Taiwan Cafe

Location: 273 Swanston St, Melbourne VIC 3000
Cost: $10-15
Cost rating: 4/5
Taste rating: 6.5/10
Overall rating: 6/10
Would I come back? No.

This restaurant was instantly popular. There has been a recent boom in Taiwanese cheap-eats around Melbourne, perhaps to cater for the people who’ve tired of the other asian cheap-eats. The menu is extensive, with almost 700 items (many are variations of a theme). Out of the 700 or so, there’s bound to be some good dishes, but also some terrible misses. Here’s a post to help you avoid the misses.

 

JELLYFISH SALAD ($5.90)
Taste: 8/10
Would I order it again? Yes.

The usual food prank/ but actually delicious/ Pleasantly surprised

I love jellyfish salad, if it’s on the menu there’s a high chance that I will order it. I’ve had it 4 times at restaurants, and each time it’s been prepared and seasoned differently. At Taiwan Cafe, it’s treated like fast-pickled vegetables– white vinegar, sugar and little else. There are also some carrots and cucumber in the mix. It’s a pleasant side dish to have along side with spiced beef noodle soup. The vinegar cleans out the palate of five spice and star anise. (I enjoyed the jellyfish salad more than the beef noodles.)

 

OYSTER OMELETTE ($8.90)
Taste: 3/10
Would I order it again? No.
“Oysters embedded in a chewy omelette topped with bokchoy. The most popular of Taiwanese snacks.”

Nine dollars for this?/ A dish of regret/ Gross fishy oysters

Nasty gummy stuff/ Something from alien flick/ With oyster spawn. Ack.

I was so disappointed. I had been looking forward to the oyster omelette, the most popular snackfood of Taiwan. I had imagined a glorious mass of oysters, possibly fried, in a generous serving of egg, topped off with lettuce and lashings of oyster sauce-based sauce. It was meant to be an intensely savoury dish, moreish and addictive.

But what was served was a thin, slightly overcooked omelette, with a sticky rice goo (could have been seafood slime if I was to judge purely by taste) at the bottom. I would have not minded the rice flour base if it didn’t taste of seafood past it’s prime. The oysters are tiny! I expected small oysters, but not so small that I had initially confused them for cockles. They also tasted fishy and briny. The sauce was tasteless, so no amount of sauce could drown the terrible ‘fish market on a hot summer’s day’ taste/smell.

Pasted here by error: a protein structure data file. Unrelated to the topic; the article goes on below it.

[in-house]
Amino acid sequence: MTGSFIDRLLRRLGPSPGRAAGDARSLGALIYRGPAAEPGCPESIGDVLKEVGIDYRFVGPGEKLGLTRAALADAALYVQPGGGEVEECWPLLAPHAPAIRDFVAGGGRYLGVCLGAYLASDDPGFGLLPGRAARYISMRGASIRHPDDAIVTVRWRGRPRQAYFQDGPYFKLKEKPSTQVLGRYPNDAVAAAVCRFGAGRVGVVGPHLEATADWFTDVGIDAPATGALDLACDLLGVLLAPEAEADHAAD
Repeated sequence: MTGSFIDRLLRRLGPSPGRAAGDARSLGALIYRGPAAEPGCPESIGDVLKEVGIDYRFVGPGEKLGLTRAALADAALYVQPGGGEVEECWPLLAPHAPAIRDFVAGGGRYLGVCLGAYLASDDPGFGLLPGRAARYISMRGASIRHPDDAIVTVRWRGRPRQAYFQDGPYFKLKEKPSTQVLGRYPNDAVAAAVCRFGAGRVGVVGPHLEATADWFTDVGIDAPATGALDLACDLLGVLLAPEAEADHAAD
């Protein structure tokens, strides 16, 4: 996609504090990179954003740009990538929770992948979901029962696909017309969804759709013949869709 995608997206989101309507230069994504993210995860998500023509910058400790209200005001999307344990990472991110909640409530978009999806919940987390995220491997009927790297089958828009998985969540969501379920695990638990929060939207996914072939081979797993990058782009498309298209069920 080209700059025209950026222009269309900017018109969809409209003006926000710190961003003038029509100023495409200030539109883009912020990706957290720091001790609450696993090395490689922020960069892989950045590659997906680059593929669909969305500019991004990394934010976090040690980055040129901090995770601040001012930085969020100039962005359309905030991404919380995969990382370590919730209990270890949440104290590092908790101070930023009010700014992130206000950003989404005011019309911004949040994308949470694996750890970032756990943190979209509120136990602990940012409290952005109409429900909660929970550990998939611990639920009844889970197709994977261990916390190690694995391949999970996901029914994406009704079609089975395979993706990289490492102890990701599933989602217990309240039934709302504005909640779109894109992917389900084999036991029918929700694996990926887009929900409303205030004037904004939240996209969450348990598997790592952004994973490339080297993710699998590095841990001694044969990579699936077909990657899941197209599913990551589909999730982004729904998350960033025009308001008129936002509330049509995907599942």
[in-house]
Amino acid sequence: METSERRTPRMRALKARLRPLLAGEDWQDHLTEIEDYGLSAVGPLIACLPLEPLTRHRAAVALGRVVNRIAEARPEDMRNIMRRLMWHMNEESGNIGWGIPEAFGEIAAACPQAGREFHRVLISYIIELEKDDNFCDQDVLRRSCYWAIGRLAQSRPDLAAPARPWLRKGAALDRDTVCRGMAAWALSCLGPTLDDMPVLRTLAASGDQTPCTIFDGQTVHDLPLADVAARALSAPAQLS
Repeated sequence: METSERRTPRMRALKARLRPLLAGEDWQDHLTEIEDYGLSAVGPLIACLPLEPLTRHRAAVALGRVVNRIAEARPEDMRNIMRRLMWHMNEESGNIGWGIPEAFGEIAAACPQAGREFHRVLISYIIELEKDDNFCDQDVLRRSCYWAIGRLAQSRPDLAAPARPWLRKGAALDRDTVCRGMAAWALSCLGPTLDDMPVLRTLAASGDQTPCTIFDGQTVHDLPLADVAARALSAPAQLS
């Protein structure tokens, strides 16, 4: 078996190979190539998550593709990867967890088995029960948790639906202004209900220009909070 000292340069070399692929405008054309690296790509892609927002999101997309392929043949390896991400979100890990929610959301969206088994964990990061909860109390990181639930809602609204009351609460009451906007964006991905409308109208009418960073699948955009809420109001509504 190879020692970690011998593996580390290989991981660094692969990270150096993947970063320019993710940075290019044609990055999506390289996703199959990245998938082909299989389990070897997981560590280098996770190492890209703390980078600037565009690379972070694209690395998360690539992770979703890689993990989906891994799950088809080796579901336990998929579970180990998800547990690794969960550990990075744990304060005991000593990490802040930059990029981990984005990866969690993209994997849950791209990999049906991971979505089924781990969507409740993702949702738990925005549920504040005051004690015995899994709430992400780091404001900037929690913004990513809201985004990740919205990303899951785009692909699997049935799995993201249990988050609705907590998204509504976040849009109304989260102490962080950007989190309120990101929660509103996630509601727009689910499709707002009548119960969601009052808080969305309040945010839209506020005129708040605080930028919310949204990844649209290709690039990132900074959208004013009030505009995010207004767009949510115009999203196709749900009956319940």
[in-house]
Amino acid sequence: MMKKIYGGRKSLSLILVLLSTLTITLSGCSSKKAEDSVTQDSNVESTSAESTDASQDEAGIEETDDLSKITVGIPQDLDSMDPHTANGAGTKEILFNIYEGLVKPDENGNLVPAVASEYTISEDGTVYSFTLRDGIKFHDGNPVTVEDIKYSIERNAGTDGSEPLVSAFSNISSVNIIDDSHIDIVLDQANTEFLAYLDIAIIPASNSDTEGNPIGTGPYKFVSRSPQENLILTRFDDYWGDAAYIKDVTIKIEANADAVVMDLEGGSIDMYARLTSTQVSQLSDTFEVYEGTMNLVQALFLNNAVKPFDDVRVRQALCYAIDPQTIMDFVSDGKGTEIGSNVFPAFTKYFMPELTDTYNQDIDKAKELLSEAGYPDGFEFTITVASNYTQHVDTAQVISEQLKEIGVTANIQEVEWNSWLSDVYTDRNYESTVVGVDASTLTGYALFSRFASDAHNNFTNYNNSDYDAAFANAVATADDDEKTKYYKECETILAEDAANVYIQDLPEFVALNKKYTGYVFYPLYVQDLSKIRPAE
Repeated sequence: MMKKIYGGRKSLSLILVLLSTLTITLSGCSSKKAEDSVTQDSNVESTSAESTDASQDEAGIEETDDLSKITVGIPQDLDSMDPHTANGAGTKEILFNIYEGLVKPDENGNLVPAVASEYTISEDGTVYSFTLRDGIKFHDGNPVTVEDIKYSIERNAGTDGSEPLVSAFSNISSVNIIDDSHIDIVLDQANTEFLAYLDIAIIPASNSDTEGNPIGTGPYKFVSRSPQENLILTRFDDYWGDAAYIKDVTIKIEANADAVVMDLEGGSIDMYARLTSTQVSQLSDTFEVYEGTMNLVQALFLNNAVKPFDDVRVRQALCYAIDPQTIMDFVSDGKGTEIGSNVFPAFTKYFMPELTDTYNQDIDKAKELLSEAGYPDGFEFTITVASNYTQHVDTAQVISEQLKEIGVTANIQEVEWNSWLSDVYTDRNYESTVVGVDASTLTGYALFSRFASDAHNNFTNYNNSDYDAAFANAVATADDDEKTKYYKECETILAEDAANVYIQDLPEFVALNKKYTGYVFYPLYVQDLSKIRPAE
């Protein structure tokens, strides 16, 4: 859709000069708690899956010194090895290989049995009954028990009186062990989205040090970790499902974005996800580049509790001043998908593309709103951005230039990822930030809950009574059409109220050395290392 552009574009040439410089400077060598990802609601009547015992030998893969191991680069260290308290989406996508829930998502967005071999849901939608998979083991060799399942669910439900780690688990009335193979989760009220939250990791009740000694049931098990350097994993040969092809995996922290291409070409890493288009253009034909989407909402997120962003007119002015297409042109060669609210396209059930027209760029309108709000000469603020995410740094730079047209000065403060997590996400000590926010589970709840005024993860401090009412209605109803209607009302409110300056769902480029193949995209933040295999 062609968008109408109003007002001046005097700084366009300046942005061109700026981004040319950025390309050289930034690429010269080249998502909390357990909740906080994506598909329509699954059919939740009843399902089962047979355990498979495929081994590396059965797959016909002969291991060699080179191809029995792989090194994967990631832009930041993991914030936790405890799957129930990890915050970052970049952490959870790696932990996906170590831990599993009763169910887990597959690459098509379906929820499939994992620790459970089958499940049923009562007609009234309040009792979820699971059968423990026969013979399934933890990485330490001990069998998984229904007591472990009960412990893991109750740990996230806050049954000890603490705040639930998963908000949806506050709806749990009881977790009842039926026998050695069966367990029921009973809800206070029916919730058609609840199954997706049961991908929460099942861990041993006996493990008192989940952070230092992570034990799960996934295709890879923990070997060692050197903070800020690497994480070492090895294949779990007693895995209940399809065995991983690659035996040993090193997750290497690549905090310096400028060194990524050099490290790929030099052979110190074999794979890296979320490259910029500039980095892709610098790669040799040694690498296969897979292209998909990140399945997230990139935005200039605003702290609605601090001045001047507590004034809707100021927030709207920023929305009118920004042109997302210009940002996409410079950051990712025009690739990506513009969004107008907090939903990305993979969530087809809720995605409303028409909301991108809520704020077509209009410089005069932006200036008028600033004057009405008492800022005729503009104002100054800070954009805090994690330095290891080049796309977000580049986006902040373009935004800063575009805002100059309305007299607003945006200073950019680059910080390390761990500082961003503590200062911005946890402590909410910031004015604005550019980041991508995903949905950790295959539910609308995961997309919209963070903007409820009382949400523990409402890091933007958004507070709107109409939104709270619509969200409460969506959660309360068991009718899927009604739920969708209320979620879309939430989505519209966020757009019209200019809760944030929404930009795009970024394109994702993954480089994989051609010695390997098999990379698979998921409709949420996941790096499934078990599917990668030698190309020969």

In short, don’t order the oyster omelette. It’s terrible.

 

FRIED DRUMSTICK BENTO ($13)

Goodness! Fried chicken!/ Japanese-chinese fusion/ that is Taiwanese

The fried chicken bento contains (left to right, top to bottom): Asian potato salad*, fried chicken drumsticks (prepared in a way that it resembled a tulip, flesh lifted from the bottom the leg, and pushed up to the top to form a dome of easily-consumed fried chicken), white rice with saucy pork mince, fried egg covering peas and corn.

*: What makes it Asian potato salad? I call it Asian potato salad because this style of potato salad is popular in Japan, Taiwan and Hong Kong. At minimum, it contains potato, apple and sweet mayonnaise. It’s nothing like the western potato salad. For one thing, it’s sweet. It’s kind of delicious.

 

THREE-CUP CHICKEN ($10.80)
Taste: 7/10
Would I order it again? Yes

You said claypot? Lies!/ But it is still damned tasty/ I’ll let that one slide.

The menu depicts this dish with the chicken in a small claypot, the tradition serving container for 3 cup chicken.  But the picture above is what you actually get. It’s a bit deceiving, but it is still 3 cup chicken with rice.

It tastes pretty authentic and home-made, so if you ever have a hankering for home-style 3-cup chicken, this is the place for you.

 

TAIWANESE BEEF NOODLE ($9.50+$1 egg)
Taste: 7/10
Would I order it again? No

Disturbingly clear/ For a star anise beef broth/ Egg is the best bit

Nothing is wrong with Taiwanese beef noodle soup, but this one lacks a lot of depth that could have earned it a ‘yes’ to ‘would I order it again?’. The noodles are the thick white kind that aren’t thick or chewy enough to be udon. The broth is one-dimensional with mainly five spice and star anise. The beef depicted in the picture is stewed beef chuck, looking tender and delicious, somethings that I would to have eaten. But what you get is actually thinly sliced lean beef. It’s not bad, but not what I had in mind.

The egg is good though, congealed yolk in solid egg white. I wonder if I could order the egg by itself.

 

JAJANGMIAN ($10?)
Taste: 7/10
Would I order it again? Yes.

Looks like bibimbap/ Toppings laid out in sections/ Only with noodles

Looks like spag bol now/ Only without tomato/ Or Parmesan cheese

Jajiangmian is plain noodles topped off with a savoury jajiang sauce. At minimum, jajiang sauce contains fermented salted beans. There are lots of variations of this sauce, the chinese type is generally saltier than the korean kind. But at Taiwan Cafe, their sauce doesn’t contain any fermented beans at all. It’s more like spag bol. Nonetheless, it’s still tasty.

 

VEGETARIAN TAIWANESE VERMICELLI ($9.50)
Taste: 7.5/10
Would I order it again? Yes.

Light and tasty dish/ Most surprisingly, it is /vegetarian

For once, the vegetarian option at an asian eatery looks better than its meaty counterpart. The noodles are cooked well, not broken up too much by poor spatula skills, or too oily. There are plenty of mushrooms too. I am impressed.

 

KUMQUAT LEMON JUICE ($3.50)
Taste: 7/10
Would I order it again? Yes.